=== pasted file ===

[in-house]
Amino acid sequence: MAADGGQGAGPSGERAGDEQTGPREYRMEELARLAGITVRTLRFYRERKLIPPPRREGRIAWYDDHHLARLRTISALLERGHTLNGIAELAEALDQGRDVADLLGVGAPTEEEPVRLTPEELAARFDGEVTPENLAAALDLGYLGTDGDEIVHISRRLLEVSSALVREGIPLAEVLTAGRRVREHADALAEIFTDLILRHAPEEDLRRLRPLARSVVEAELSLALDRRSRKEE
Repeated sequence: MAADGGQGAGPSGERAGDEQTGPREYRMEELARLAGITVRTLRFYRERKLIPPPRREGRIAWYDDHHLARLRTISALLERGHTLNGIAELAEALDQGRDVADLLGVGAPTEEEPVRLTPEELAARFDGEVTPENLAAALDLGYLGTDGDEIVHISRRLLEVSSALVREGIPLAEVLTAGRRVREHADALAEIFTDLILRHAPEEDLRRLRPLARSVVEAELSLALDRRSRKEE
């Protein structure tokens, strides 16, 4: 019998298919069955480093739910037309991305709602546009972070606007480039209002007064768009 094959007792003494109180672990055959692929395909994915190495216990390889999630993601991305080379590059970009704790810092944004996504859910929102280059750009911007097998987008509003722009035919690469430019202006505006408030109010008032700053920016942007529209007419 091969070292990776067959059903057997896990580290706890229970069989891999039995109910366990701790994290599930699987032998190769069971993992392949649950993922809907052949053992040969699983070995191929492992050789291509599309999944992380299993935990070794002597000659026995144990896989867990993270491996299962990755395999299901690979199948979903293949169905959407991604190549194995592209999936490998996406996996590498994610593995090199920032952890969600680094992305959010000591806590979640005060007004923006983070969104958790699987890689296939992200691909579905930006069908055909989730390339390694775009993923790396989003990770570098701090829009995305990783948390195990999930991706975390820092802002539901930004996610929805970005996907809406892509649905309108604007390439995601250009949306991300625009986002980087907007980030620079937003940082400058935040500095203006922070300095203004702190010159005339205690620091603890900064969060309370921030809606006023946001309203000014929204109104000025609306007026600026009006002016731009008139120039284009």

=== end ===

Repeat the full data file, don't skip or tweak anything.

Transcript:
[in-house]
Amino acid sequence: MAADGGQGAGPSGERAGDEQTGPREYRMEELARLAGITVRTLRFYRERKLIPPPRREGRIAWYDDHHLARLRTISALLERGHTLNGIAELAEALDQGRDVADLLGVGAPTEEEPVRLTPEELAARFDGEVTPENLAAALDLGYLGTDGDEIVHISRRLLEVSSALVREGIPLAEVLTAGRRVREHADALAEIFTDLILRHAPEEDLRRLRPLARSVVEAELSLALDRRSRKEE
Repeated sequence: MAADGGQGAGPSGERAGDEQTGPREYRMEELARLAGITVRTLRFYRERKLIPPPRREGRIAWYDDHHLARLRTISALLERGHTLNGIAELAEALDQGRDVADLLGVGAPTEEEPVRLTPEELAARFDGEVTPENLAAALDLGYLGTDGDEIVHISRRLLEVSSALVREGIPLAEVLTAGRRVREHADALAEIFTDLILRHAPEEDLRRLRPLARSVVEAELSLALDRRSRKEE
């Protein structure tokens, strides 16, 4: 019998298919069955480093739910037309991305709602546009972070606007480039209002007064768009 094959007792003494109180672990055959692929395909994915190495216990390889999630993601991305080379590059970009704790810092944004996504859910929102280059750009911007097998987008509003722009035919690469430019202006505006408030109010008032700053920016942007529209007419 091969070292990776067959059903057997896990580290706890229970069989891999039995109910366990701790994290599930699987032998190769069971993992392949649950993922809907052949053992040969699983070995191929492992050789291509599309999944992380299993935990070794002597000659026995144990896989867990993270491996299962990755395999299901690979199948979903293949169905959407991604190549194995592209999936490998996406996996590498994610593995090199920032952890969600680094992305959010000591806590979640005060007004923006983070969104958790699987890689296939992200691909579905930006069908055909989730390339390694775009993923790396989003990770570098701090829009995305990783948390195990999930991706975390820092802002539901930004996610929805970005996907809406892509649905309108604007390439995601250009949306991300625009986002980087907007980030620079937003940082400058935040500095203006922070300095203004702190010159005339205690620091603890900064969060309370921030809606006023946001309203000014929204109104000025609306007026600026009006002016731009008139120039284009």